AVENGERS: AGE OF ULTRON: Joss Whedon Talks 'Ultron''s Powers, 'Hank Pym', More

AVENGERS: AGE OF ULTRON: Joss Whedon Talks 'Ultron''s Powers, 'Hank Pym', More

AVENGERS: AGE OF ULTRON: Joss Whedon Talks 'Ultron''s Powers, 'Hank Pym', More

Avengers: Age of Ultron director Joss Whedon talks here about the sequel's pre-credits sequence, changing the titular villain's powers, giving Quicksilver and Scarlet Witch an origin story, why exactly he chose not to include Hank Pym, and avoiding Spider-Man 3's mistakes...

Empire Online have posted more of their chat with Avengers: Age of Ultron director, and despite the fact that it took place on the set of the movie last year, there are still plenty of very interesting reveals here. The opening of the movie is discussed in details, as are the origin stories of Quicksilver, the Scarlet Witch, and Ultron himself. The story behind the lack of Hank Pym is also particularly interesting. Be sure to head on over to the site by clicking the link below for even more. 

On Starting With The Avengers Already Assembled:
 
My instinct was, 'Let's just come out of the gate saying there is an Avengers.' So we can have more time to pick at them and tear them apart and hurt them and ultimately destroy them. I've been working on a lot of Ultron scenes, so I’m very anti-Avengers right now.


On Having A James Bond Style Pre-Credits Sequence:
 
There is a pre-credit Bondian blow-out. The James Bond theme has come up more than a few times, mainly because the locations are so beautiful and in particular the opening location is really stunning. There was a moment where there were soldiers and different kinds of people fighting them, and these guys in winter camo come up on a castle in one of those mountain resort elevators that goes side-to-side and looks like a gumball machine, and I was looking at the Italian Alps and the mist and the castle, and this weird thing rises up, full of soldiers in winter camo, and everybody was like… [sings the Bond theme].
 

On Changing Ultron's Powers For The Movie: 
 
The powers in comic books – they’re always like, ‘And then I can reverse the polarity of your ions!’ – well, we have to ground things a lot more. With Ultron, we have to make him slightly less omnipotent because he’d win. Bottom line. Also, having weaknesses and needs and foibles and alliances and actually caring what people think of him, all these things, are what make him a character and not just a tidal wave. A movie about a tidal wave can be great, but it’s different than a conflict between one side and the other. When Ultron speaks, he has a point. He is really not on top of the fact that the point he’s making has nothing to do with the fact that he’s banoonoos. And that he hates the Avengers for bringing him into this world, and he can’t really articulate that or even understand how much he hates humanity. He thinks he all that. That guy is very fun to write. He combines all the iconic stuff. The powers he has are slightly different – he can control certain things, he’s not just firing repulsors.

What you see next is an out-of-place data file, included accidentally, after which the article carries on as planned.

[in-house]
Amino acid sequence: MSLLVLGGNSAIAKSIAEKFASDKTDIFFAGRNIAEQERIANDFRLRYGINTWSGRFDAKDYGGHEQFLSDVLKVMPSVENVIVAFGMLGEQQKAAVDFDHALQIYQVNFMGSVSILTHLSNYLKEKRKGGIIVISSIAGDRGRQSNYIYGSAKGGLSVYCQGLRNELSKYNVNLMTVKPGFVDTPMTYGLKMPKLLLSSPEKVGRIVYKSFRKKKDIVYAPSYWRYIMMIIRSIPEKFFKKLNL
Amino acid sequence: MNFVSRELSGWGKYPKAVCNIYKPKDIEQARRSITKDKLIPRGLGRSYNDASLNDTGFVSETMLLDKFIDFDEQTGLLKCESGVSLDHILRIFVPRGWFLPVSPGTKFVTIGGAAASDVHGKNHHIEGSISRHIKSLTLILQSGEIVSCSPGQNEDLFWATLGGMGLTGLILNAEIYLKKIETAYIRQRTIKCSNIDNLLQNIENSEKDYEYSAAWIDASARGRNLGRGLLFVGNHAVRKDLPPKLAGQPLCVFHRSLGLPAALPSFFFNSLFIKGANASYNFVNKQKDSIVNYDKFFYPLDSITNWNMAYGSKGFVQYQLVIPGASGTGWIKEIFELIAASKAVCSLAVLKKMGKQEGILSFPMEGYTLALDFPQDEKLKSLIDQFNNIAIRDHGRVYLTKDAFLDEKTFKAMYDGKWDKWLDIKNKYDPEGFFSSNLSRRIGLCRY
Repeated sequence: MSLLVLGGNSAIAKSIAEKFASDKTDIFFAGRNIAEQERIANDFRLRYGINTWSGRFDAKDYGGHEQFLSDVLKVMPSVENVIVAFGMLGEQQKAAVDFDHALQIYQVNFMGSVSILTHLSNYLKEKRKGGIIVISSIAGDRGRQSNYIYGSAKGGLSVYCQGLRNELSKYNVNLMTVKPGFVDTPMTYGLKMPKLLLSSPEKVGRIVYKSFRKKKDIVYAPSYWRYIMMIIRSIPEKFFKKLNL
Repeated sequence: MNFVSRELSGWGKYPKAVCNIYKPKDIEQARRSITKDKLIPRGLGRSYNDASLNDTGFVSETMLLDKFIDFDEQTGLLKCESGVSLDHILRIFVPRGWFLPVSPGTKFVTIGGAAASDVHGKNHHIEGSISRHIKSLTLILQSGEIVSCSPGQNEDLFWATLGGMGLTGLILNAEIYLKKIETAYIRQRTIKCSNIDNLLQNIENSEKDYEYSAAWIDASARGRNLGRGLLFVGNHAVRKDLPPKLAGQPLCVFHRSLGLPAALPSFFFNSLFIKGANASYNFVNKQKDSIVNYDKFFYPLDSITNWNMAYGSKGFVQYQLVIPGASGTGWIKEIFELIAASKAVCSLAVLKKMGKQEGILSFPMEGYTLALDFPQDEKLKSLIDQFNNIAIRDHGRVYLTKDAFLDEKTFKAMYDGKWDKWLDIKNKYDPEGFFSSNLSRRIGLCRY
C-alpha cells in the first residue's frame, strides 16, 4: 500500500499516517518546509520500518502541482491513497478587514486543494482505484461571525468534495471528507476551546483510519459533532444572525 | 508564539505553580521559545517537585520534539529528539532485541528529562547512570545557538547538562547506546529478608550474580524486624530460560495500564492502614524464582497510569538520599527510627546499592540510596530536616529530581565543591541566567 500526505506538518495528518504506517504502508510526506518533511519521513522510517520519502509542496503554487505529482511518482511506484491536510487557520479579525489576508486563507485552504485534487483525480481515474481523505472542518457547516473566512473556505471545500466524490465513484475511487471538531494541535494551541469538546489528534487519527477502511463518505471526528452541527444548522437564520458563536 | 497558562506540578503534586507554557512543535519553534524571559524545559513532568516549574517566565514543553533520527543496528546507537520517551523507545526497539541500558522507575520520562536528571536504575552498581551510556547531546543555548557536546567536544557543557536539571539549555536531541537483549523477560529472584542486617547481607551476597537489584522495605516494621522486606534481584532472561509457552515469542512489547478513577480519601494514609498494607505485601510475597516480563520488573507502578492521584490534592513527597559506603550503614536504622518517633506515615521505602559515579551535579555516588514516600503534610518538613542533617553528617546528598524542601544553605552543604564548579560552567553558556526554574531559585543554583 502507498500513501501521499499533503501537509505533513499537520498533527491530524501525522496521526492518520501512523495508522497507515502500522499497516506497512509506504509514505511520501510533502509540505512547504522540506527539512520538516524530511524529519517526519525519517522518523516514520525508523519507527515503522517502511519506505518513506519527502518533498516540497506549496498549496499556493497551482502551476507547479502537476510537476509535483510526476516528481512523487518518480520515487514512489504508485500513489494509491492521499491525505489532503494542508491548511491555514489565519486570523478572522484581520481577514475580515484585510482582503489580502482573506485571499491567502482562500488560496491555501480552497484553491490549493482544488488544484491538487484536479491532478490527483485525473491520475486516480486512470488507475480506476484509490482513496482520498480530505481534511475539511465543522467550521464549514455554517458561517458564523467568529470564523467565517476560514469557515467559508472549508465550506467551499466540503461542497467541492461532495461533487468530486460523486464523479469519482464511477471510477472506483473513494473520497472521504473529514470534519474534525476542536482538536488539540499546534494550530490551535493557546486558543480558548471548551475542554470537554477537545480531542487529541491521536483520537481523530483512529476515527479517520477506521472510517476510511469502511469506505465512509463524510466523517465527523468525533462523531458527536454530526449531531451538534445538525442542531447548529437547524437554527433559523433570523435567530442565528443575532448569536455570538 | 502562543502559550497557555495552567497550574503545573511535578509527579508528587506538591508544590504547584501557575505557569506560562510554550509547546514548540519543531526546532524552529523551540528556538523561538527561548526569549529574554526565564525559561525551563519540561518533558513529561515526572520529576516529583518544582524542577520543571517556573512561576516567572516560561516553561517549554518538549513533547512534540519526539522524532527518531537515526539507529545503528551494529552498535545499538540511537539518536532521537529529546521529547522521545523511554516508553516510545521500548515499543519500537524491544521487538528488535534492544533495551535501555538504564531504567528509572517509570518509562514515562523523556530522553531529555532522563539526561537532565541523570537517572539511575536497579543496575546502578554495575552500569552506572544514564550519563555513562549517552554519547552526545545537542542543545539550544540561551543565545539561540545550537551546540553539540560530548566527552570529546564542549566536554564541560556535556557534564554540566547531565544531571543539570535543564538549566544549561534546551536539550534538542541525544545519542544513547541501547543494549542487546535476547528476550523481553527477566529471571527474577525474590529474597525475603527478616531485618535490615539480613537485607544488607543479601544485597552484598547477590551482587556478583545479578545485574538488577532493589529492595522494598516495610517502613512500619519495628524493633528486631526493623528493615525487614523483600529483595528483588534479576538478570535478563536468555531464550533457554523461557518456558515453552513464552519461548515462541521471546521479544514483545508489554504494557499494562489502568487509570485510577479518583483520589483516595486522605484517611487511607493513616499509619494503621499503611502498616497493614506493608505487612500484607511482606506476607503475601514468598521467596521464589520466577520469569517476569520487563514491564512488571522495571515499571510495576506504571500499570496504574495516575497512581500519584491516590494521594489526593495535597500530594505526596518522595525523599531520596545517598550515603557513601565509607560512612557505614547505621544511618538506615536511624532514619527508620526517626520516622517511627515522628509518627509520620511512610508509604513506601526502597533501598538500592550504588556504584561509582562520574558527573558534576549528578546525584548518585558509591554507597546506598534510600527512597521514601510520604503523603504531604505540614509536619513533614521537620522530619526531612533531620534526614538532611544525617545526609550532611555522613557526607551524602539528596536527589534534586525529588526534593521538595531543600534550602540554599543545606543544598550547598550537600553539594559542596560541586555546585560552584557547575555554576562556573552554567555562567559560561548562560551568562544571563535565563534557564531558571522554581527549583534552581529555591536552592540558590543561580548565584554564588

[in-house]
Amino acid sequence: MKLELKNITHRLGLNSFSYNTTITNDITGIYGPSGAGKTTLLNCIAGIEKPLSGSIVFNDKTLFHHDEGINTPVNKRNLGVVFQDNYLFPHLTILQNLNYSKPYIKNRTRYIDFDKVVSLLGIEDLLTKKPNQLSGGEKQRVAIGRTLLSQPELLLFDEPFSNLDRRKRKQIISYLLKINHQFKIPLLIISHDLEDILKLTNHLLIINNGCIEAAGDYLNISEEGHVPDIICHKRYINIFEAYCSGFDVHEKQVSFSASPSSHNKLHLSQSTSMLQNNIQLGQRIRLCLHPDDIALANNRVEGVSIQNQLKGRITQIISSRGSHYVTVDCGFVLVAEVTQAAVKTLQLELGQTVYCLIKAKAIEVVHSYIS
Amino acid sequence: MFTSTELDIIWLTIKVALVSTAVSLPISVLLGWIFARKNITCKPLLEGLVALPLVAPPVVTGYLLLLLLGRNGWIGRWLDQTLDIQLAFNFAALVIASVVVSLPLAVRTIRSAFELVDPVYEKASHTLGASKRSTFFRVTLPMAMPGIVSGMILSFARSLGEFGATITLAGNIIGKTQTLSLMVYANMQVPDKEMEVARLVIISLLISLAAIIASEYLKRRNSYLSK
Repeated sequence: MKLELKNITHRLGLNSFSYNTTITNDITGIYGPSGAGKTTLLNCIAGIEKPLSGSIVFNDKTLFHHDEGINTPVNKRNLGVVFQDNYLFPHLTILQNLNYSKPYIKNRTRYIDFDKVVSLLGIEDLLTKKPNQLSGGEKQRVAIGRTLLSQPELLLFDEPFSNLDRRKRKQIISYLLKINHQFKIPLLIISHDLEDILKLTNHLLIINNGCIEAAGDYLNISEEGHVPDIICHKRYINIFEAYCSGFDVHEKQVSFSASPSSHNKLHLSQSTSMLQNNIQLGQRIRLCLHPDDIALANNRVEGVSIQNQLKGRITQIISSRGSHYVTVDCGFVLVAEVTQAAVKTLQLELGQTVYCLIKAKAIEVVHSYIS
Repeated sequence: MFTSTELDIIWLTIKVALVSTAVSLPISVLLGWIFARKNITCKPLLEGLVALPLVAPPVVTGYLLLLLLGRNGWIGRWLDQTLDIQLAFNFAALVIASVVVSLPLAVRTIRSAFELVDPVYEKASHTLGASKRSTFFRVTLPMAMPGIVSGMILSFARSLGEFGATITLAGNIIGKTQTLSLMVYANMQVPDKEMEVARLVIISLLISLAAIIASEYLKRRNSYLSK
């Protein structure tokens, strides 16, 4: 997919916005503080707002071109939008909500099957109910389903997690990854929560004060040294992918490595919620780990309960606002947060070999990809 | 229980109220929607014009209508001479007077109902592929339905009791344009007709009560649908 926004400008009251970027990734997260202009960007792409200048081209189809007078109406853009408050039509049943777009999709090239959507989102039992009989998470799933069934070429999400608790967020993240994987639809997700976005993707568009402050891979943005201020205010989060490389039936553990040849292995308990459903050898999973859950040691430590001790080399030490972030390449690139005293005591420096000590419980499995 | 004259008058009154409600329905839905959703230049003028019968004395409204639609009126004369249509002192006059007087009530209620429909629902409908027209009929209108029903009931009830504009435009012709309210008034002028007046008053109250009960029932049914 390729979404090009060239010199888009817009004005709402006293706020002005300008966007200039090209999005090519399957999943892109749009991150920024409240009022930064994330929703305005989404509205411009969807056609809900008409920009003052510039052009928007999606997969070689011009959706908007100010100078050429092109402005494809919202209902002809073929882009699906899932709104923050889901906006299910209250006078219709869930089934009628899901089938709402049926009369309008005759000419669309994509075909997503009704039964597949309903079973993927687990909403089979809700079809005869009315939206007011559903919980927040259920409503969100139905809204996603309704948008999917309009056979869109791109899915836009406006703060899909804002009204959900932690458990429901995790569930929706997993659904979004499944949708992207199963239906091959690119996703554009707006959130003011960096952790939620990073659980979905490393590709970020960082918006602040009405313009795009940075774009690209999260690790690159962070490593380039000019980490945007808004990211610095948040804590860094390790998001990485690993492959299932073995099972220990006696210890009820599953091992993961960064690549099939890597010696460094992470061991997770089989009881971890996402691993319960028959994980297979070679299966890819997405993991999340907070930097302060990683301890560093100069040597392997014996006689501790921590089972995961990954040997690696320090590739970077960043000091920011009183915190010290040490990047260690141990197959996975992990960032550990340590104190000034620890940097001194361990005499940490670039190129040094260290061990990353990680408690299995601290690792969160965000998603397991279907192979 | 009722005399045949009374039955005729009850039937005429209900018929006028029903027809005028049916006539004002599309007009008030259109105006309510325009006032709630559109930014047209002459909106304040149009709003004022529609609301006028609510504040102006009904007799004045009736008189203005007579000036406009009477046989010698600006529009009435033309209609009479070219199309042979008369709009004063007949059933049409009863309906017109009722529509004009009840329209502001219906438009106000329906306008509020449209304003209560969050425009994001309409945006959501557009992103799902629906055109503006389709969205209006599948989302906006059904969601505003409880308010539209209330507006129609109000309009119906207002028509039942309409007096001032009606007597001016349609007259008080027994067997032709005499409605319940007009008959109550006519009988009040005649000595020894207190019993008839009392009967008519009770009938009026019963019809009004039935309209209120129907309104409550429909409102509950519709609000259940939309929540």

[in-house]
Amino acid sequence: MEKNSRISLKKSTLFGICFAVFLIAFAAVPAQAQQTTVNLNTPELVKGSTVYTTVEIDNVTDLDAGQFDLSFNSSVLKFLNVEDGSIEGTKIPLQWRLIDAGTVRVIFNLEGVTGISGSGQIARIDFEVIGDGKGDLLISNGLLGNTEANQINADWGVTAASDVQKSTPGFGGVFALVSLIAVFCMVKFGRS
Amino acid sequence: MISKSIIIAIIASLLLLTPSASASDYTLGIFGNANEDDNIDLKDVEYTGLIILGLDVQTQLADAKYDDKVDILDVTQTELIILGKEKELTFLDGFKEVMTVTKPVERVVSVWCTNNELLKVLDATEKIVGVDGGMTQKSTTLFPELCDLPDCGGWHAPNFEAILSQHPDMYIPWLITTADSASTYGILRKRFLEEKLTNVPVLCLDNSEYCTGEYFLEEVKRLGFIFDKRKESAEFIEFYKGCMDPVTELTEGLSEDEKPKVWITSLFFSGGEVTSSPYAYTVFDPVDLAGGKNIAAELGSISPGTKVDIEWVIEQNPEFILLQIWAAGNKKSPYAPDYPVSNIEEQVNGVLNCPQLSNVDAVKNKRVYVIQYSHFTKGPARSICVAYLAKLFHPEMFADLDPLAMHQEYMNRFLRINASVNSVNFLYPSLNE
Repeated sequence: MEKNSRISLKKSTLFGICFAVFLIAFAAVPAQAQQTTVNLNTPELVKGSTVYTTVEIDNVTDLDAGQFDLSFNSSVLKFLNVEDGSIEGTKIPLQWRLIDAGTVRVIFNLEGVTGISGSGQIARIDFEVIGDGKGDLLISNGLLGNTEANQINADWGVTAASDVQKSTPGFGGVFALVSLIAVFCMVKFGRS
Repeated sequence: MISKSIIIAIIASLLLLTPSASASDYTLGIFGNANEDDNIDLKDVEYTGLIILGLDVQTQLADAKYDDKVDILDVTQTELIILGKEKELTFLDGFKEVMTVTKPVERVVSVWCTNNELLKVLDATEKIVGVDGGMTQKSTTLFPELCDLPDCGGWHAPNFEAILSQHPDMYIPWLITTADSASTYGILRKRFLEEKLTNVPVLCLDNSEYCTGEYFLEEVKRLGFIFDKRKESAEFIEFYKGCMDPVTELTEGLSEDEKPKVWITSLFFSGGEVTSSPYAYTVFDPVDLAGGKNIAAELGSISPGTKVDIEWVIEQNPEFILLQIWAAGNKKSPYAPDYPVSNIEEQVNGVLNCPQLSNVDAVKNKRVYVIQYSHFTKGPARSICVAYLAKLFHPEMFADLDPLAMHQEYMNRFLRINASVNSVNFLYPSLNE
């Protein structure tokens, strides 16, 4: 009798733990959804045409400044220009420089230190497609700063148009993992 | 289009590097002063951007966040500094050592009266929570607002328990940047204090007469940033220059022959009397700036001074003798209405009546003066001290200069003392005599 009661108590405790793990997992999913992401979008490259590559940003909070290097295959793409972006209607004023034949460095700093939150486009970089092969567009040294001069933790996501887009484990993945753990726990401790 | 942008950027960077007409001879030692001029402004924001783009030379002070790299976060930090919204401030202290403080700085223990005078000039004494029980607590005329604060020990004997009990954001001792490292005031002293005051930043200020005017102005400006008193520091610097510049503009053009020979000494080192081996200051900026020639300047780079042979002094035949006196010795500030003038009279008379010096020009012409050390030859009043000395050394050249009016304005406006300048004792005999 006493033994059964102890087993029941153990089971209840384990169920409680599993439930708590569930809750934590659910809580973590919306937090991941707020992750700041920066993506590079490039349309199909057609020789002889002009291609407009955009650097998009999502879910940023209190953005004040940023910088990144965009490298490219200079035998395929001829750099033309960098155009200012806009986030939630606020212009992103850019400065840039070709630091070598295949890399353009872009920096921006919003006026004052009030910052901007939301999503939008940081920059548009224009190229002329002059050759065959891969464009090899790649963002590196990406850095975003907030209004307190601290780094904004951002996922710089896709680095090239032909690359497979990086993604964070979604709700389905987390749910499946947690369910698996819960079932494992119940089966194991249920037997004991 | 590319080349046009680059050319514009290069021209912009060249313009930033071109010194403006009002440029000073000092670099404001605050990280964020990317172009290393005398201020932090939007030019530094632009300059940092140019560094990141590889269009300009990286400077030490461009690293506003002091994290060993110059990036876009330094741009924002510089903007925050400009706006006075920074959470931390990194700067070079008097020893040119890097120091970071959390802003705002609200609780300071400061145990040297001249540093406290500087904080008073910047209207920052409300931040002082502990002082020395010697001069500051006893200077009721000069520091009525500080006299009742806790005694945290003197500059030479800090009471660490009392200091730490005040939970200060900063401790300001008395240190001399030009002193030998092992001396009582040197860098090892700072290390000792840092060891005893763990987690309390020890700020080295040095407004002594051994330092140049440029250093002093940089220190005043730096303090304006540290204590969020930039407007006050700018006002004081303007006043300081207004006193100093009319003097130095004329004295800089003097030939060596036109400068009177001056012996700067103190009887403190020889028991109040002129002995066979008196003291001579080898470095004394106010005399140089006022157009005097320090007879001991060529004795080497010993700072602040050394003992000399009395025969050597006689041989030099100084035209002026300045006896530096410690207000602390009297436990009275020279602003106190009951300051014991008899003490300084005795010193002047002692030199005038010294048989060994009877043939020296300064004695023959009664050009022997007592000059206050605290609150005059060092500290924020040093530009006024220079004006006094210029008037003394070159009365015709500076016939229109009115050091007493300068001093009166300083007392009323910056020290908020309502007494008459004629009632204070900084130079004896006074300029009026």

On Scarlet Witch And Quicksilver's Origin And Adding More Villains: 
 
They have an origin but it’s largely described. They’re already good to go by the time we’re up and running. You don’t want to fall into Spider-Man 3 territory – and I say that as a guy who actually thinks pretty well of that movie, there’s some great stuff in that movie – but there comes a point where you’re overloaded with frontstory, backstory, origin story and it becomes very hard to juggle. My instinct is always, ‘Don’t put in more, work with what you have.’ But I insisted on putting in more in this movie because I felt I needed more villains. I needed someone for Ultron to talk to, and I need more trouble for the Avengers. As powerful as Ultron is, if he builds more Ultrons, they’re Ultrons. There’s no reason for him to ever to talk to them because they’re him. ‘I need you to – I KNOW! I AM TOTALLY YOU! I DID IT EARLIER! I know that because I am also me.’ That’s not a good conversation. Actually, it sounded pretty good there. I think I’m onto something.
 
 
On Removing Hank Pym From Ultron's Origin Story: 
 
Of all the heat I’ve ever taken, not having Hank Pym was one of the bigger things. But the fact of the matter was, Edgar had him first and by virtue of what Edgar was doing, there was no way for me to use him in this. I also thought it was a bridge too far. Ultron needs to be the brainchild of the Avengers, and in the world of the Avengers and the MCU, Tony Stark is that guy. Banner has elements of that guy – we don’t really think of him as being as irresponsible as Tony Stark, but the mother[frick]er tested gamma radiation on himself, with really terrible, way-worse-than-Tony-Stark results. It didn’t make sense to introduce a third scientist, a third sciencetician, to do that. It was hard for me, because I grew up on the comics, to dump that, but at the end of the day, it’s a more interesting relationship between Tony and Ultron if Tony was once like, ‘You know what would be a really great idea?’ They’re doing what they always do – which is jump in headfirst, and then go, ‘Sorry, world!’ But you have to make it their responsibility without just making it their fault.
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